Volkswagen drops the gloves with Tesla


Volkswagen drops the gloves with Tesla in a direct challenge to lead the EV market by 2030.

Herbert Diess, CEO, held a battery day presentation this week, announcing a major push into the EV market, where Tesla has been the leader until now.

Will Volkswagen take over Tesla’s number one spot?

I thought the hockey fight analogy made sense since the top goal scorer in the NHL so far this season is Leon Draisaitl, a native of Germany.

Herbert Diess was appointed CEO of Volkswagen in 2018, moving from BMW.


Herbert Diess with the Volkswagen ID Buzz electric van. One analyst described him as a ‘man of action’ Source: Tony Ding/AP


His rival, Elon Musk, has been the CEO of Tesla since 2008. Musk is also the richest person in the world, because of a 20-fold surge in Tesla’s share value in the last five years. Until now Tesla has been the world leader in electric autos, delivering about 500,000 units in 2020.


Musk held a battery day in September 2020 outlining Tesla’s plan to develop new battery technology and build many plants to supply batteries for Tesla’s manufacturing needs. These two hours are worth the time.


One big surprise announcement was a new 4680 battery cell, larger than previous lithium-ion batteries.


Tesla plans to increase production to 3Twh by 2030, compared to an expected total of 10 GWh in 2021. If it happens, capacity will increase 300-fold in 9 years!


In a recent article after a November announcement from Tesla, Musk is reported as making a direct challenge to his competitors:


“According to Elon Musk's keynote talk at the European Battery Conference, Tesla is planning to build a giant battery cell plant at the Tesla Giga Berlin site in Germany, envisioned for over 100 GWh annually. Over time, the lithium-ion cell plant might be expanded to 200 or even 250 GWh annually, which would be the biggest battery plant we've heard of.”


The German economy is very dependent on auto manufacturing and design. In addition to Volkswagen, Germany is the home of Mercedes-Benz, BMW, Porsche, Audi and many other auto-related industries. In Germany alone more than 800,000 people are employed in the legacy auto business.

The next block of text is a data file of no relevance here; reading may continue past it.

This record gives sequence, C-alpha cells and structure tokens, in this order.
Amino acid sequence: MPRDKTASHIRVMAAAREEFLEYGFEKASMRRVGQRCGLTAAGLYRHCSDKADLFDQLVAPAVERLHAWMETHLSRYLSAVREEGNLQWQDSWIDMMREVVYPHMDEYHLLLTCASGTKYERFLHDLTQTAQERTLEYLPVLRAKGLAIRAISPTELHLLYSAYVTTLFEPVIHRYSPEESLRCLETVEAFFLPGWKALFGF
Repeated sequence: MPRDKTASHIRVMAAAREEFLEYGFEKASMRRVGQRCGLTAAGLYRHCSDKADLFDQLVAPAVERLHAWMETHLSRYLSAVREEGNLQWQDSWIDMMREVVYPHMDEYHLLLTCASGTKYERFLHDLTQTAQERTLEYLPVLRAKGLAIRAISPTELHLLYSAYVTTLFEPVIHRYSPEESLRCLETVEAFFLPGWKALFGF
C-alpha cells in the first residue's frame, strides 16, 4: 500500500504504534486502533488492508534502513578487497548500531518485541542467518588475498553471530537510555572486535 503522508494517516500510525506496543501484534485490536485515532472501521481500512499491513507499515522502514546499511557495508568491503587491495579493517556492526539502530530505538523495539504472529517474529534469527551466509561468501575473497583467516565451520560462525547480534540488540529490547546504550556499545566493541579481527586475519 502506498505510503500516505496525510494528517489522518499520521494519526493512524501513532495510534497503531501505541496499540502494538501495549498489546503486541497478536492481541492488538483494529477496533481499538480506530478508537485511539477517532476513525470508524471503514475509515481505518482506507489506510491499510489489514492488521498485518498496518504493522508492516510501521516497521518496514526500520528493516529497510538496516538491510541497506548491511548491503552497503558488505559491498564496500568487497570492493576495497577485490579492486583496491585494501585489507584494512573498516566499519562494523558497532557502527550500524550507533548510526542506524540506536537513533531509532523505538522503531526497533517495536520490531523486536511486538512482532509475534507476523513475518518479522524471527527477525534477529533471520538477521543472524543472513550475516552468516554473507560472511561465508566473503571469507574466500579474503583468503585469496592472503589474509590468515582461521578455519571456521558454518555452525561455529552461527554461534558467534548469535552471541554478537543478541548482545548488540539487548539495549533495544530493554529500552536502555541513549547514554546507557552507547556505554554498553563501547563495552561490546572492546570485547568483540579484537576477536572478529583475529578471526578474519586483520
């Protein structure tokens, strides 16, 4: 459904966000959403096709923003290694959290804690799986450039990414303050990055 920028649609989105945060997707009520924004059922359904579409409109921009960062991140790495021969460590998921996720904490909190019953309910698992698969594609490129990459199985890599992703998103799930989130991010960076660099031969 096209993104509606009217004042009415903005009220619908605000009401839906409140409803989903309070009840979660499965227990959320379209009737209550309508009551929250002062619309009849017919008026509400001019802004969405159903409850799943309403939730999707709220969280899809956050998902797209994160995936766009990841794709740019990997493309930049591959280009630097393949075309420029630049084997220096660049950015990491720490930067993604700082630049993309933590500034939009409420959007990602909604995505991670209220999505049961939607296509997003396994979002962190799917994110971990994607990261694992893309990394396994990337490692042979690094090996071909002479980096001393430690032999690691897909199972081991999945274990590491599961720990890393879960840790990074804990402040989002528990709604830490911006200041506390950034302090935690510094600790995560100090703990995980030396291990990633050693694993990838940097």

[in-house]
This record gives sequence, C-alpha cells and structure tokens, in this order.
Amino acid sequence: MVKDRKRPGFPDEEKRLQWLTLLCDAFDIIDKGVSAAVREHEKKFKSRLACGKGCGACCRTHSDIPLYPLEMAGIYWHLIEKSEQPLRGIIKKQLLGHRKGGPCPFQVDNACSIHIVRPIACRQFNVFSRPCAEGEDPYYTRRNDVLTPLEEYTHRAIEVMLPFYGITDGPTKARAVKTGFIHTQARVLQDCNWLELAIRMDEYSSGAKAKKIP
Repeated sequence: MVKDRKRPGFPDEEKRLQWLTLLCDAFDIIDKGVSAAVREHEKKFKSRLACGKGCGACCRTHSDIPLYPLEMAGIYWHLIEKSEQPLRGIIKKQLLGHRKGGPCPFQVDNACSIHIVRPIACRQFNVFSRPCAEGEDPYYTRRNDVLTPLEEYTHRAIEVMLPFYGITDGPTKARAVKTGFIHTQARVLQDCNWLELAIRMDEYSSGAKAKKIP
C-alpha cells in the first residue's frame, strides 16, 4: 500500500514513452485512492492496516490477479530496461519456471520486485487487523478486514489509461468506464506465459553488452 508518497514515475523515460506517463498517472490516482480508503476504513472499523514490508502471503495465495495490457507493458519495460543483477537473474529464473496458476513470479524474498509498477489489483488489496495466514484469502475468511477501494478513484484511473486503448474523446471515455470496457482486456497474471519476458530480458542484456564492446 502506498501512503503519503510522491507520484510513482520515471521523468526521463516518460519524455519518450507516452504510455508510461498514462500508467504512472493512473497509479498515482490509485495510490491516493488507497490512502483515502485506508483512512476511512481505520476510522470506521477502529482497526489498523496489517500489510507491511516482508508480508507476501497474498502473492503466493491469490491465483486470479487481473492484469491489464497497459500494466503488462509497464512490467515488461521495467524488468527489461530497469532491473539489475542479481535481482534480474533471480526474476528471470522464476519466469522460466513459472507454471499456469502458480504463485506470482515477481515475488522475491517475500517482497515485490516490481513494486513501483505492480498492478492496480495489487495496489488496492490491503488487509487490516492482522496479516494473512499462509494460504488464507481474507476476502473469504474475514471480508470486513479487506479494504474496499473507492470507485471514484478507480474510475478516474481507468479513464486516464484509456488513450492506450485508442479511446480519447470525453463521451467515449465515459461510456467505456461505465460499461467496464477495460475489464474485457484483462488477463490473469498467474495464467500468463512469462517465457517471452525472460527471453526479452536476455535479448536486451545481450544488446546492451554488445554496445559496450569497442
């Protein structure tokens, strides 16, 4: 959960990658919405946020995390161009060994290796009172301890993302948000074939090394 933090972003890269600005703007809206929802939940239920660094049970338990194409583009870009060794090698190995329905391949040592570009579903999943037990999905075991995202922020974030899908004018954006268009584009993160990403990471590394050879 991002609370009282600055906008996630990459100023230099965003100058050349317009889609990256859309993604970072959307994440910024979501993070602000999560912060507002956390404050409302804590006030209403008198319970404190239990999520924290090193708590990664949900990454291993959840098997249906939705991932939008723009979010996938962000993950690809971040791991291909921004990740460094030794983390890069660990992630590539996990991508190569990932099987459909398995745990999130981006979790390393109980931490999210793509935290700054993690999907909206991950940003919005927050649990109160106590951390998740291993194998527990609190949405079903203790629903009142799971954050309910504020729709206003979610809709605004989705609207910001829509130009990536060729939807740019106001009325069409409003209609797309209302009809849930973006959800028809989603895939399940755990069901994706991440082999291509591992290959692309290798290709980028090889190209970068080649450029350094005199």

Worldwide, Volkswagen operates 100 plants to make more 9 million vehicles annually but produced only 231,000 electric vehicles in 2020.

To supply millions of electric vehicles the company plans to build two battery factories initially, with its Swedish partner Northvolt. A new battery cell, expected to be cheaper, will be available in 2023. Diess is planning six new battery factories with total capacity of 240 Gigawatt hours by 2030. The cost will be $29 billion. If successful the company will be second only to CATL, the world-leading battery maker based in China.

So far the market welcomes VW’s push into electric vehicles. Volkswagen’s new model, the ID.3, is the best effort in the EV field from any legacy automaker, according to UBS analyst Patrick Hummel. The stock has nearly tripled, from 87 Euros a year ago to 230 Euros.

VW made Euro10 billion in profit last year. But the balance sheet for passenger cars shows Euro 210 billion in assets and 130 billion in liabilities. How much are those assets really worth for making electric vehicles?

European rules make it difficult to close plants and layoff employees. It will be a struggle for VW to convert to electric models, which have fewer moving parts and require fewer employees to manufacture.

In the fight with Tesla, Diess will drop the gloves, but he is facing the biggest challenge of his life.


Hilliard MacBeth


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